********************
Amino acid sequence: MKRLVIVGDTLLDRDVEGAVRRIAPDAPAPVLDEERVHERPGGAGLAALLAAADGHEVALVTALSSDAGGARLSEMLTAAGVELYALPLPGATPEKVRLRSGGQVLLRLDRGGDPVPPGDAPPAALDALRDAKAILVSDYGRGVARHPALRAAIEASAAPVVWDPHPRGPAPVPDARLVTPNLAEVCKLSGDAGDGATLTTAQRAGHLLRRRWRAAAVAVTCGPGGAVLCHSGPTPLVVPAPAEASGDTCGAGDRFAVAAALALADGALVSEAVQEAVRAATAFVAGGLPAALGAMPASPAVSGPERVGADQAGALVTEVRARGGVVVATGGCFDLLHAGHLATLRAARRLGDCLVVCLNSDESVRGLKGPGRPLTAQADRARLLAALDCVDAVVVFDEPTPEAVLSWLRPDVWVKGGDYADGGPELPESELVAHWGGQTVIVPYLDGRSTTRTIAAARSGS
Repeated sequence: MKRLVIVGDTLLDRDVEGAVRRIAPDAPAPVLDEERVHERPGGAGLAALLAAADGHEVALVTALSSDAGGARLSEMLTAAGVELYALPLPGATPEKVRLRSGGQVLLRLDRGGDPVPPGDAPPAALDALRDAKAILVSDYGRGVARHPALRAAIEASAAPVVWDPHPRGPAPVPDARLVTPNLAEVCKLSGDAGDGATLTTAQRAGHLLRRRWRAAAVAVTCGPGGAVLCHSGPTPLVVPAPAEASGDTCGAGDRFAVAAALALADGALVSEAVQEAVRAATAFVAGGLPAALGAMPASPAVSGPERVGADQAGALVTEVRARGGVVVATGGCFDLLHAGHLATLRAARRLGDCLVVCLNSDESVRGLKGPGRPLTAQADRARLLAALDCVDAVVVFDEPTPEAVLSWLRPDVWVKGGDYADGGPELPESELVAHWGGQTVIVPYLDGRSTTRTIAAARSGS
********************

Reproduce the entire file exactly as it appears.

Amino acid sequence: MKRLVIVGDTLLDRDVEGAVRRIAPDAPAPVLDEERVHERPGGAGLAALLAAADGHEVALVTALSSDAGGARLSEMLTAAGVELYALPLPGATPEKVRLRSGGQVLLRLDRGGDPVPPGDAPPAALDALRDAKAILVSDYGRGVARHPALRAAIEASAAPVVWDPHPRGPAPVPDARLVTPNLAEVCKLSGDAGDGATLTTAQRAGHLLRRRWRAAAVAVTCGPGGAVLCHSGPTPLVVPAPAEASGDTCGAGDRFAVAAALALADGALVSEAVQEAVRAATAFVAGGLPAALGAMPASPAVSGPERVGADQAGALVTEVRARGGVVVATGGCFDLLHAGHLATLRAARRLGDCLVVCLNSDESVRGLKGPGRPLTAQADRARLLAALDCVDAVVVFDEPTPEAVLSWLRPDVWVKGGDYADGGPELPESELVAHWGGQTVIVPYLDGRSTTRTIAAARSGS
Repeated sequence: MKRLVIVGDTLLDRDVEGAVRRIAPDAPAPVLDEERVHERPGGAGLAALLAAADGHEVALVTALSSDAGGARLSEMLTAAGVELYALPLPGATPEKVRLRSGGQVLLRLDRGGDPVPPGDAPPAALDALRDAKAILVSDYGRGVARHPALRAAIEASAAPVVWDPHPRGPAPVPDARLVTPNLAEVCKLSGDAGDGATLTTAQRAGHLLRRRWRAAAVAVTCGPGGAVLCHSGPTPLVVPAPAEASGDTCGAGDRFAVAAALALADGALVSEAVQEAVRAATAFVAGGLPAALGAMPASPAVSGPERVGADQAGALVTEVRARGGVVVATGGCFDLLHAGHLATLRAARRLGDCLVVCLNSDESVRGLKGPGRPLTAQADRARLLAALDCVDAVVVFDEPTPEAVLSWLRPDVWVKGGDYADGGPELPESELVAHWGGQTVIVPYLDGRSTTRTIAAARSGS